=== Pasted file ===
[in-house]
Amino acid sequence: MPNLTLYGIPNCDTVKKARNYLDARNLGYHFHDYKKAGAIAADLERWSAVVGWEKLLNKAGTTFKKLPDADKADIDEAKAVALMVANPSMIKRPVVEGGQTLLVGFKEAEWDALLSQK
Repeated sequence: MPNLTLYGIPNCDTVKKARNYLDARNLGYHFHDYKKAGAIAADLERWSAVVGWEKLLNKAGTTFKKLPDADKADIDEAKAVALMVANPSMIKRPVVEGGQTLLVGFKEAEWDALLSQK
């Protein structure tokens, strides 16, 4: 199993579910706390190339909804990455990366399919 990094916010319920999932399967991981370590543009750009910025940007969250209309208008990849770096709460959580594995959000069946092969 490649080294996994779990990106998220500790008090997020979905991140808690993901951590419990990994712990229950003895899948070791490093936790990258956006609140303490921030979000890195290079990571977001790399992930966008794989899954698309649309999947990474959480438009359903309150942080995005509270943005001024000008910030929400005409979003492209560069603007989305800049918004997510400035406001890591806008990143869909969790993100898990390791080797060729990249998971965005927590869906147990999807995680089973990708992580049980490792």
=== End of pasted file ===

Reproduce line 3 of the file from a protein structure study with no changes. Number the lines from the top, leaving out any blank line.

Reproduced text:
Repeated sequence: MPNLTLYGIPNCDTVKKARNYLDARNLGYHFHDYKKAGAIAADLERWSAVVGWEKLLNKAGTTFKKLPDADKADIDEAKAVALMVANPSMIKRPVVEGGQTLLVGFKEAEWDALLSQK